Charleston Battery midfielder Stephen Armstrong was born in Liverpool, England, but grew up in South Africa, the site of the 2010 World Cup that begins Tuesday. Armstrong talked about apartheid, his future in soccer and his predictions for the World Cup when he went one-on-one with The Post and Courier's Andrew Miller.
Being a citizen of the country, what does it mean to you that the World Cup is being played in South Africa?
"I never thought I'd see the day. It's a dream come true for everyone over there. The only regret I have is that I'm not going to be over there to watch it. I think it's going to give people all over the world a chance to see what South Africa's really like. There are a lot of people that have never been and don't know what to expect, and I think this might help erase some of the stereotypes about the country."
You were growing up in the country when it was going through a major political upheaval.
"I was there the day when Nelson Mandela got out of prison. Robben Island where he was in prison is only a few miles off the coast from my house. It was an awesome period to live through and be a part of. I think when you're that young you don't appreciate it, but now you look back on it and realize that the whole world was watching and how it did change the world for the better, I think."
You had some racial incidents when you were a kid playing soccer?
"Yeah. We were playing in a tournament in Johannesburg in 1993 and our team was a white-owned team from Cape Town. We had a mix of players on the team, all races, but because we were considered this white team we were stoned during the game. Kids from the African National Congress had a demonstration and stoned us. We had to sit underneath the stadium for two hours while the police came in and had to settle things down."
When you were growing up, they didn't let South African teams compete in international competitions?
"That's right. We couldn't compete against any of the African nations either. When the ban was finally lifted in 1994-95, I was actually able to compete on the national youth team, which was a great honor. That was my first experience competing against international teams. As a kid, you dream of wearing your nation's shirt."
You came to United States in 1996. When you told people you were from South Africa, what kind of reaction did you get?
"It was mixed. I had some people that thought because I was white I was a racist and I had something to do with apartheid. I tried to tell them that I was born in Liverpool and the majority of people I hung around with were European. The majority of the trouble came from the Afrikaner farmers. They were the worst."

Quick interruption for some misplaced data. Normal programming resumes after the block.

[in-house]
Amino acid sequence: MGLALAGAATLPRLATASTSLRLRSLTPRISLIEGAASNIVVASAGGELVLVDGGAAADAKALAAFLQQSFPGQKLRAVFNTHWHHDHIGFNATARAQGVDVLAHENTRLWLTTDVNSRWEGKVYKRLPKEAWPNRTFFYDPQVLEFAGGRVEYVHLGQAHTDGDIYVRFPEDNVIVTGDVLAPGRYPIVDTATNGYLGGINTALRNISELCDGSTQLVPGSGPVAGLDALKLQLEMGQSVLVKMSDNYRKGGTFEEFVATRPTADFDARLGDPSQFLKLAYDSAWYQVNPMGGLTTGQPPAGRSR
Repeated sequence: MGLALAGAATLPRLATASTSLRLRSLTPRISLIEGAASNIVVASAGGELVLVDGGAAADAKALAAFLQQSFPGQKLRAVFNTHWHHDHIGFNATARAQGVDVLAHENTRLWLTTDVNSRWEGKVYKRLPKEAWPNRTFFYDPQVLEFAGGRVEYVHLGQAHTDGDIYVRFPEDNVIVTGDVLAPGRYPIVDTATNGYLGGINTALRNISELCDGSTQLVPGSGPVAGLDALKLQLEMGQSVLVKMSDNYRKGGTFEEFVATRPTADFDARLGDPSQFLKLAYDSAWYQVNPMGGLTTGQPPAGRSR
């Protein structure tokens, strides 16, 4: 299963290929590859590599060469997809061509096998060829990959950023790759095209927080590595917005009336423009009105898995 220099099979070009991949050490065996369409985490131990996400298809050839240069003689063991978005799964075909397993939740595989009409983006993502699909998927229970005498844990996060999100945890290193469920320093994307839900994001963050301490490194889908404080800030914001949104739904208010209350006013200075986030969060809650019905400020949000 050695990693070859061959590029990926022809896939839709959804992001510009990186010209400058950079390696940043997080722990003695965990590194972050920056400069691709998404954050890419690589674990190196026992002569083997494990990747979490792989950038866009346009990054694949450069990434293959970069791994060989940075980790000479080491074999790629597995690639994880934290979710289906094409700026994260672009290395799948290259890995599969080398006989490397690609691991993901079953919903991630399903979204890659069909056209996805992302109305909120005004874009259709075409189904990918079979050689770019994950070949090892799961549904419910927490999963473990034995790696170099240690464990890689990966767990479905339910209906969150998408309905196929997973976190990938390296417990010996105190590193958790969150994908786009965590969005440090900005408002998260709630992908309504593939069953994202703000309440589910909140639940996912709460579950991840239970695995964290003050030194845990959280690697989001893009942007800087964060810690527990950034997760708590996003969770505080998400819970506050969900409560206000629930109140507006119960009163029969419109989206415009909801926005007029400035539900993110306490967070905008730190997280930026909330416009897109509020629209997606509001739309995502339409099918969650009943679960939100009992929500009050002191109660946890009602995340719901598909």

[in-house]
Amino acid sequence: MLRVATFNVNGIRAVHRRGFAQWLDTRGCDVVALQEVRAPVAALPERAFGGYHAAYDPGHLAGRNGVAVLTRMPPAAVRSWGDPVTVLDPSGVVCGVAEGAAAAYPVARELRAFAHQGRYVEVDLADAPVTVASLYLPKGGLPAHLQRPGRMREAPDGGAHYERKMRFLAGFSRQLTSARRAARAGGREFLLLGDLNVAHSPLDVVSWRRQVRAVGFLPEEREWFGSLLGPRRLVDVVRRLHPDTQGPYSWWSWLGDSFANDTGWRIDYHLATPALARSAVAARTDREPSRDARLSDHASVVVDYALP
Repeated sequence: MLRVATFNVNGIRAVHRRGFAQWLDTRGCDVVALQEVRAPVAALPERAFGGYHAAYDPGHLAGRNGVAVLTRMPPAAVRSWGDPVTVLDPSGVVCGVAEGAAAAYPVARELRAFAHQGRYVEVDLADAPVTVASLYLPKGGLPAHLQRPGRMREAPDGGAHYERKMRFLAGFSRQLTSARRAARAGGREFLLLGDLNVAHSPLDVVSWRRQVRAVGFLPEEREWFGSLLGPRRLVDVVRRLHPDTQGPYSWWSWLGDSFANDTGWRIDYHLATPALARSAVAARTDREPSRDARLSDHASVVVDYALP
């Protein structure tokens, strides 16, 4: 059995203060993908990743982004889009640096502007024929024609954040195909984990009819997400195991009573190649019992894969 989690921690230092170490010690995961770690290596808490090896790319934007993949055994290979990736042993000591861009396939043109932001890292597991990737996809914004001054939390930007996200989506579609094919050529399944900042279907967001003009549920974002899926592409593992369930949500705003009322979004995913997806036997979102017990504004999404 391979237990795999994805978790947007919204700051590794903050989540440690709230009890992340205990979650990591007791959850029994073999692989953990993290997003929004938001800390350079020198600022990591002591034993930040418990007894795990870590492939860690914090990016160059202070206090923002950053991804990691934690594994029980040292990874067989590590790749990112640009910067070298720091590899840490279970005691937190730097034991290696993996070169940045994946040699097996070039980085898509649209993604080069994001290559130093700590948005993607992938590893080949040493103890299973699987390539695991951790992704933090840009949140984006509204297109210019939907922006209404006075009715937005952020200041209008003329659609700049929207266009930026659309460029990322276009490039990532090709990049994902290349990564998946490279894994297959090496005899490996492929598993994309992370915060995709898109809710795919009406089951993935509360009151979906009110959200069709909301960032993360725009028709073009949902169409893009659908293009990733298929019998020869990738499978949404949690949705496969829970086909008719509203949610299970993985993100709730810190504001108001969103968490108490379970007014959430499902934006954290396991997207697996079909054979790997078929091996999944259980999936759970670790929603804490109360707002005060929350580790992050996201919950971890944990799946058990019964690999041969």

What do you remember about the 1998 World Cup Rugby championships? The tournament that inspired the movie "Invictus?"
"I actually watched that movie for the first time the other day and I thought it was great. I don't think people realize how important that was for the country. South Africa was a heavy underdog and won and people were celebrating that for a couple of days. I think that showed you what an incredible person Mandela was after being imprisoned for all of those years. He wanted to unite the country and he was forgiving and that was hugely important for South Africa to move forward toward democracy."
You were born in England and moved to South Africa at age 3 and lived there for 18 years. You've lived in the United States on and off for 13 years. So what nationality are you?
"I consider myself English, but I'm a citizen of South Africa. I have an English and South African passport. But I love it here in the United States. I would love to become an American citizen and get my green card."
You played for five seasons in Major League Soccer with D.C. United, Kansas City and Columbus. Are you disappointed that your career in the MLS didn't last longer?
"I don't have any regrets. I was injured, had a couple of surgeries, and I could have tried to fight back into the league, but I didn't and ended up here in Charleston."
How did you get to Charleston?
"(Former Battery assistant coach) Mark Watson was a teammate of mine at D.C. United and he played here. He thought I'd fit it in here pretty well and he was right because I've been here ever since."
You're 33 -- how many more years are you going to play?
"I still love to play and I'm pretty healthy right now. I want to play as long as I'm productive and can stay healthy. I want to be a college coach, but the problem is that I love Charleston so much I don't want to leave. I think it'll have to be a great job for me to leave the Battery."
You've scored 24 goals in a Battery uniform -- any one stand out to you?
"I had one in the U.S. Open Cup against Dallas that I hit from about 30 yards out that I'm pretty proud of."
Who's your favorite player?
"Steven Gerrard. I just love to watch him play. He didn't have a very good season this past year, but I'm such a huge Liverpool fan that Gerrard has been my favorite player for a while. I don't like some of the things that Cristiano Ronaldo does, but obviously his talent undeniable. I think Fernando Torres is a great player, too."
The United States takes on England in the opening game of the World Cup. Who do you like?
"I've got to go with England. The U.S. has a great team. They had an awesome tournament last year in South Africa, but England should win. They just have too much talent. I'll be cheering for England."
Who's going to win the World Cup?
"I think Argentina or Brazil. I'll go with Argentina. I like Spain and I like the way they play, but I think a South American team is going to win."